I’ve spent quite a bit of time over the last 6 months writing about strategic sourcing decisions – whether to do something in-house, outsource it, or form a strategic partnership with a number of other organisations. This wasn’t my original plan, but events took a hold, as the news items just kept piling in.
In the private sector we had General Motors falling out of love with EDS, which they once owned; and a number of banks getting themselves into trouble, having outsourced their IT. And in the public sector, we had Cornwall Council and their ‘at the alter’ re-think on tying the knot with BT, whilst over in Barnet, we had their Council having a similar re-think, but deciding to tie the knot anyway, this time with Capita.
What struck me about all these goings on, is how little strategic thinking seemed to be behind much of the decision making. In the case of the banks, outsourcing their IT appeared to be just about costs – as if they were just doing a bit of spot-buying. In Cornwall’s case, the Council woke up just in time; shook off the haze of the marketing spin, moved the gearstick into the position marked ‘democracy’ and exercised a well executed three point turn – well almost.
The problem with sourcing decisions is that there are so many vested interests, particularly in the public sector. How do you chart a clear path, whilst for example, seeking the advice of potential suppliers and partners.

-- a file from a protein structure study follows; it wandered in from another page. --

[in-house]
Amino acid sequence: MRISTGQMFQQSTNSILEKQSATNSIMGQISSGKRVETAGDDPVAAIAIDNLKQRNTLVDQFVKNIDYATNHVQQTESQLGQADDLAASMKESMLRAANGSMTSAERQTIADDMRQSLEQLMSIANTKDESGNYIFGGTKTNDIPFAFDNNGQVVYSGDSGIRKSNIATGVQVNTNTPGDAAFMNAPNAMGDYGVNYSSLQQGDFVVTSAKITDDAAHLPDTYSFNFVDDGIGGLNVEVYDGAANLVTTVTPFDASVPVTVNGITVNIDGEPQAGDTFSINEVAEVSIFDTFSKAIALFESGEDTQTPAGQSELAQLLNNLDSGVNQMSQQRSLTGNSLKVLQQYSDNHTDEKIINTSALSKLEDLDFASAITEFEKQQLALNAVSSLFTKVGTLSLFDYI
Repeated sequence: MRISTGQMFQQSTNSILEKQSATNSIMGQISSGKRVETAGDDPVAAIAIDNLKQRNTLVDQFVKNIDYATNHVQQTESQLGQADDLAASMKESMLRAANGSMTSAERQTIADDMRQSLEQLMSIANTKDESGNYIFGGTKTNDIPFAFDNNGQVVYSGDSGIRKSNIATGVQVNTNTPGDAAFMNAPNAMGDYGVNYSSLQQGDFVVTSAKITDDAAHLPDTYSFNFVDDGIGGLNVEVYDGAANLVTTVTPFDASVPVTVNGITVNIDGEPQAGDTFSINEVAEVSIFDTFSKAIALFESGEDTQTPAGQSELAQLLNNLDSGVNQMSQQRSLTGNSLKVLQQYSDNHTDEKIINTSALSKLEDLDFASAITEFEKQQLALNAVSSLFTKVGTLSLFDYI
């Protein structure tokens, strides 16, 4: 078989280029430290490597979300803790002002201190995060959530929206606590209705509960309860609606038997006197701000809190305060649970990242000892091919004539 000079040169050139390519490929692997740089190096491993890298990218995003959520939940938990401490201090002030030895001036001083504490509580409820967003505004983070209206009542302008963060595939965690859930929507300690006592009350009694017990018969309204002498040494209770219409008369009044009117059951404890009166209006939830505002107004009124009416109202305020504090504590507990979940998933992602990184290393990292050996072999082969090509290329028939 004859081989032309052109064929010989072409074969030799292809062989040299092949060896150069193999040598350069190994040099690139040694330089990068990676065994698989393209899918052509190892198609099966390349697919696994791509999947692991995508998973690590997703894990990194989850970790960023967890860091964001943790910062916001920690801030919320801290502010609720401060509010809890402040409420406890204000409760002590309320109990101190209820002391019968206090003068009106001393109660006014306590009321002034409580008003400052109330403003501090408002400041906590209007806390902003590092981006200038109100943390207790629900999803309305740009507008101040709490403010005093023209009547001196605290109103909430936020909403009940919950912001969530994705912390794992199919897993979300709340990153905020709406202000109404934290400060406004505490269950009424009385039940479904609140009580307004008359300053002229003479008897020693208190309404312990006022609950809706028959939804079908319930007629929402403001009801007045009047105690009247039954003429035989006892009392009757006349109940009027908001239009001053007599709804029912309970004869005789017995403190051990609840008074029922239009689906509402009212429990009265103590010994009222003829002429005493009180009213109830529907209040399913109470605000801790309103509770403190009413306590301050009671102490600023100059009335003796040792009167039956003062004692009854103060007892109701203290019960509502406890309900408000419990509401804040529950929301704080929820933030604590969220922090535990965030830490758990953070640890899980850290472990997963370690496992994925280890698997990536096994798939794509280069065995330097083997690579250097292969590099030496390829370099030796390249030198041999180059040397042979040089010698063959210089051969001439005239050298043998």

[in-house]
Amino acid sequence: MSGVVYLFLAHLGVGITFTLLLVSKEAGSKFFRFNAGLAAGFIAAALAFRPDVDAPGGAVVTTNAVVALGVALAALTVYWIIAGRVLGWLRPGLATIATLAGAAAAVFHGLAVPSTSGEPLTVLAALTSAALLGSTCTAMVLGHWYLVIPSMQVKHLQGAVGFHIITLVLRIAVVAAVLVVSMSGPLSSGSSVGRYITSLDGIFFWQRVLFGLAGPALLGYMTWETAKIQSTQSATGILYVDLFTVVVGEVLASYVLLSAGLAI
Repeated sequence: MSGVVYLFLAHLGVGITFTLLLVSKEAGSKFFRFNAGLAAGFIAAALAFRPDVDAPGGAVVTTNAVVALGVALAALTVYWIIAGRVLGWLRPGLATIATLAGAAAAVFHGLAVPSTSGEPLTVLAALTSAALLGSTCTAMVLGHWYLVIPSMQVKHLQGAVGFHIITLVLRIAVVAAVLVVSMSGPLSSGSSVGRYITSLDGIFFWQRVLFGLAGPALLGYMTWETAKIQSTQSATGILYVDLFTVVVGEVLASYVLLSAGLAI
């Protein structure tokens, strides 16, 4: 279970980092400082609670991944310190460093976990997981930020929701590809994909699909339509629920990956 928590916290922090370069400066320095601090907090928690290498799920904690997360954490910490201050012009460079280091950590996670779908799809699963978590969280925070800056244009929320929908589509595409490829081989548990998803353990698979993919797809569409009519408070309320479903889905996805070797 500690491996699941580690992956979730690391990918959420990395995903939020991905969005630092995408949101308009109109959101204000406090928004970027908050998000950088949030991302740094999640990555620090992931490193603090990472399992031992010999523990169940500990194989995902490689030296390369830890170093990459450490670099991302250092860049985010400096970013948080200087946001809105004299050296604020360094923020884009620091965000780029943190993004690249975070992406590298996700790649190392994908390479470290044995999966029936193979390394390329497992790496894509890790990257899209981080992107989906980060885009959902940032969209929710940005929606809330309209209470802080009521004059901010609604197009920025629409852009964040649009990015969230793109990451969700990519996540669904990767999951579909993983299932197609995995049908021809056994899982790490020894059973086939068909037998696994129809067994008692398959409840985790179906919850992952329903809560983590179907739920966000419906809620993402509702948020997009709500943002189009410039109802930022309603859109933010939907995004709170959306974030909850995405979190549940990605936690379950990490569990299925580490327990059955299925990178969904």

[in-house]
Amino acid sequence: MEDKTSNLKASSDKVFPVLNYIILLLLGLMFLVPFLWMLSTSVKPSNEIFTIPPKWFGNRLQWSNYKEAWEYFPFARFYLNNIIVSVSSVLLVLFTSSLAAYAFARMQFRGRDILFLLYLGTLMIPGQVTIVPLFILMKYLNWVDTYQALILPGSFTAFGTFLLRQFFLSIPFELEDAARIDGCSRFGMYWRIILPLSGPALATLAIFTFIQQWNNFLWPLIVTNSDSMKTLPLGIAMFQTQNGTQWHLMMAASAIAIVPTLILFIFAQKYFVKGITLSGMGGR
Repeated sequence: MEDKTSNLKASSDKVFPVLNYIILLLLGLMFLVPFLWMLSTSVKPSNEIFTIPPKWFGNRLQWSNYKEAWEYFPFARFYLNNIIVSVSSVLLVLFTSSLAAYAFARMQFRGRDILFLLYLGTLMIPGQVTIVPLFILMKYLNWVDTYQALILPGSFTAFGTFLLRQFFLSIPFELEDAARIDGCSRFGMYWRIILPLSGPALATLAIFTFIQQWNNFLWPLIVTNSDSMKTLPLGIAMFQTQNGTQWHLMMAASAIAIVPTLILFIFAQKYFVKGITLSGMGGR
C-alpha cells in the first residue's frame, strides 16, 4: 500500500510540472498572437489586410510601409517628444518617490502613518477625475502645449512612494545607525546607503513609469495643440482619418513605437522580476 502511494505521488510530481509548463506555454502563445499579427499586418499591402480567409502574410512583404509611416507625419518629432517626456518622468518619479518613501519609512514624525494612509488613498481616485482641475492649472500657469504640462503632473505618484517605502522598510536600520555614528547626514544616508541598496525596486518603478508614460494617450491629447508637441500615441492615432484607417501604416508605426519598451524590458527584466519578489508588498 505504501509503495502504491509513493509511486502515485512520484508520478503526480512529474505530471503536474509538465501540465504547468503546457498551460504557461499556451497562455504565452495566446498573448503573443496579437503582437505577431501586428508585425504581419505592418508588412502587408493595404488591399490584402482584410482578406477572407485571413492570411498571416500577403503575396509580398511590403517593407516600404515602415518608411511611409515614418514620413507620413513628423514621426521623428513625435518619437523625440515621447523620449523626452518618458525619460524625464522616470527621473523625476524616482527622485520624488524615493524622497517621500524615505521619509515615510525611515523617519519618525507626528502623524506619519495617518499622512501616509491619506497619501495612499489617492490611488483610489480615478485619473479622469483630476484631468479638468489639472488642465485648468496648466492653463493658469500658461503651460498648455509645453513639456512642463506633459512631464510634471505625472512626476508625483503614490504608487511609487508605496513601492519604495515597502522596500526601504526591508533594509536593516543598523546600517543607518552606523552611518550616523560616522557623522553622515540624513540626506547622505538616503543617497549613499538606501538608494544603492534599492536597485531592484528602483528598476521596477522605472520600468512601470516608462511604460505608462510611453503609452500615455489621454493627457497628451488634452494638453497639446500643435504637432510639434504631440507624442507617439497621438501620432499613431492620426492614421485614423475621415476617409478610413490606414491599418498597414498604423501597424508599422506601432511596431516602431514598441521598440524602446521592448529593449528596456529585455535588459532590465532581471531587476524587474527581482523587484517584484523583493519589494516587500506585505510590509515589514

Ultimately, it comes down to thinking strategically about your supply chain and the careful consideration of the range of options available to you.
First think through what you want to keep in-house. What is mission critical, what is a critical capability, against which your business model lives or dies.
When it comes to thinking about the use of external suppliers, remember to look beyond the traditional, and consider more innovative approaches, such as crowd sourcing and user innovation.
Remember the appropriate application of scale and the importance of geography and other cultural factors. As a general rule, the more intimate the service, the closer a supplier needs to be to the customer and the wider community. And don’t forget that your nice local supplier can suddenly transform into a distant national or global one, through acquisition and market consolidation.
Avoid basing your decisions on unit costs. These rarely reflect the true cost of the service being delivered. Base it on delivering the nominal value to your customers.
Avoid ‘all-in-one’ long term contracts. In today’s changing market, these are too inflexible and cumbersome.
When considering the use of external suppliers, consider a mix of:
Cloud services and off-the-shelf packages for standardised services that meet your business needs, without modification, other than some simple configuration
Outsourcing, for those things that others can do much better than you and are not mission critical. Not promises, but visible and proven capability. For both core and supporting services, always operate these using Supplier Relationship Management, unless truly commodity in nature
Niche suppliers, for the more unusual, or access to leading edge technologies; and for speed of response and agility
Your sourcing strategy is a key element of your business model. Get it wrong at your peril.